Following this ancient precedent many common characters were simplified by just omitting the radical part. So electricity diàn lost the rain radical (from its association with thunderstorms) to become . The common character open; begin kāi lost its door radical to become . A dramatic simplification of to 广 guǎng for vast or wide leaves just the radical part remaining. In this case an empty space is an appropriate representation.

Flowing script

Calligraphers use a variety of scripts to write Chinese, the much admired flowing grass script uses far fewer strokes to write the same character; so one approach to simplification is to adopt the character used in other scripts. An example of this is east written as dōng in the grass script rather than the full form . Another example is book shū which is much simpler than . There is also the rather appropriate study xué (16 strokes) which now uses the simpler form (8 strokes).

Simpler Phonetic

Many Chinese characters (about 80%) have a phonetic hint indicated by another character element that has the same sound. As the phonetic part does not contribute to the meaning it is sensible to choose the simplest available phonetic element. So park or garden yuán became by replacing the phonetic element yuán with yuán. Also calendar lì became by using the simpler phonetic and neighbor lín (15 strokes) becomes (7 strokes).


The easiest way to simplify is to miss out one or two strokes from the old form but retain the recognizable layout of the original. Examples in this category include the character for bird niǎo which retains the impression of a bird with fewer strokes than and arrive lái for . Similarly speak shuō has become by replacing the traditional ‘complex’ speech radical (seven strokes) with (two strokes). The pictograph form for tortoise guī lost its legs to become with only a head, shell and tail. Quite a dramatic and pleasing example is fly fēi which became a single wing the empty space giving the idea of ‘air’.

New forms

Sometimes the character has been replaced with a new, simpler symbol which uses fewer strokes; this is the only situation where new forms have been invented. So wind fēng which has the character for an insect inside has become simply . Also correct became duì with a simplified symbol. These changes met the fiercest opposition as the change was arbitrary. In the case of wind the use of insect was considered appropriate because insects were thought to be brought in by the winds.


For some rather obscure characters not in widespread use, several old characters with the same pronunciation have been merged into one new character. For example you ; desk and typhoon have all become tái.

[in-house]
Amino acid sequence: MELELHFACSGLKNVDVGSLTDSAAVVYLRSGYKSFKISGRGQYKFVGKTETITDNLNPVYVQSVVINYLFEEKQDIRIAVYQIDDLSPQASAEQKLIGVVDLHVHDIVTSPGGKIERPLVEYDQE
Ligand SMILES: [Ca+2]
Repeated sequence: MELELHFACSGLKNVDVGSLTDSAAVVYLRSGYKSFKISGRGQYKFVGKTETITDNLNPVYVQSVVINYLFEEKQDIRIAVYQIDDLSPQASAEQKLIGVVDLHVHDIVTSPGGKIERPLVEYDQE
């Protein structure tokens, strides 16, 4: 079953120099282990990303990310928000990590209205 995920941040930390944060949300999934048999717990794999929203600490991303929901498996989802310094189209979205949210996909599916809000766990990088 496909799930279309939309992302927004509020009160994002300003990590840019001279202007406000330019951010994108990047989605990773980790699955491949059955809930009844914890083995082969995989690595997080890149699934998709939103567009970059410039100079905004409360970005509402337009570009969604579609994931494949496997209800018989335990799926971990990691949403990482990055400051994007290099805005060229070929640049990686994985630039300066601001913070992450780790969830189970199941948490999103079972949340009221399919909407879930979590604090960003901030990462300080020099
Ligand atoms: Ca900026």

With such a venerable written language there have been many characters that have fallen out of use. So some of these unused, simple forms could now be re-used to replace some common ones even though the meanings have no relation to each other. The complex form for how many jǐ was changed to jǐ which originally was used for a small table. Similarly strife dòu replaced dòu which was an old character that was a homophone for an ancient measure of grain.


As both forms can still be found here and there anyone studying the written language still needs familiarity with both forms. Understanding the old form often gives an insight into Chinese culture and history so it is certainly a rewarding exercise.

Common simplified characters

Here is a table of some common Chinese characters that have been simplified. The first column is the traditional form, the second the simplified form and then the pinyin and English.

ài love
ǎo jacket
bào to announce
băo to eat till full
bèi shell
biān side
bié to leave
bĭng both
cháng long
cháng threshing floor
chē vehicle
齿 chĭ tooth
chóu silk
chŏu shameful
chù place
cóng from
cōng quick at hearing
dăn the gall
dān to undertake
dān bill
dāng to be
dǎo island
dēng lamp
diàn electric
diǎn spot
dòng to use
dōng east
duì right
duì to cash
ér child
ér legs
ěr thus
fàn food
访 făng to visit
făng fine woven silk fabric
fēi fly
fēn numerous
fèng phoenix
fēng wind
gàn do
găn to overtake
gāng ridge
gāng hard
gāng guiding principle
'of' (general)
gěi give
gōng palace
gòu to reach
guăn building
guān shut
广 guǎng vast
guì precious
guī to return
guī tortoise
guó country
guò past
guō pot
hái still
hàn chinese
hào name
hóng red
huá splendid
huà speech
huà to draw
huān merry
huáng yellow
huì can
huī emblem
to record
to cross a river
jiàn see
jiàn gap
jiān narrow
jiān difficult
jiān between
jiāng will
jiào comparatively
jiǎo dumpling
jiāo to glue
jié joint
jié knot
jīng Classic
jīng to start
jiù old
kāi begin
kuài piece
lái arrive
lán blue
lán orchid
to experience
lián to pity
lián to link
liáng cool
liàng collective word for vehicles
liǎng pair
liáo distant
líng age
lĭng neck
lóng dragon
lóu multi-story building
绿 green
luàn in confusion or disorder
luó gauze
mài sell
mǎi buy
māo cat
me what
méi have not
mén entrance
mén s
měng Mongol
miè to extinguish
míng to call (birds)
nán difficult
nèi inner
niǎo bird
nóng to farm
pín poor
píng apple
qián money
qiăn shallow
qiáng strong
qīn parent
qìng celebrate
qǐng please
qióng exhausted
r r
to warm up
ruăn soft
rùn leap
sàng to lose
shā to kill
shăng to hand down
shéi who
shèng victory
shēng sound
shí time
shī lion
shī corpse
shī poem
shù method
shū book
shuāng pair
shuì taxes
to complain
suì year
tiáo strip
tiě arms
tiē to stick
tīng to listen
tóu head
wăng net
wèi do
wén to hear
wèn ask
not to have
to practice
to bestow
xiā shrimp
xián to stay idle
xiàn to appear
xiān fresh
xiāng countryside
xiè thanks
xiě write
xīng prosper
xué study
yán face
yán words
yáng yang
yào medicine
line of business
亿 100,000,000
yín silver
yīn yin
yìng to answer
yuán park
yuán person
yuàn to hope
yuǎn far
yún cloud
yùn to move
conjunction used to express contrast with a previous sentence or clause
zhàn to fight
zhāng 'of'
zhè this
zhǐ paper
zhŏng kind of
zhōng clock
zhōng end
zhū hog
zhuàng to strengthen
to form
zuān to drill

See also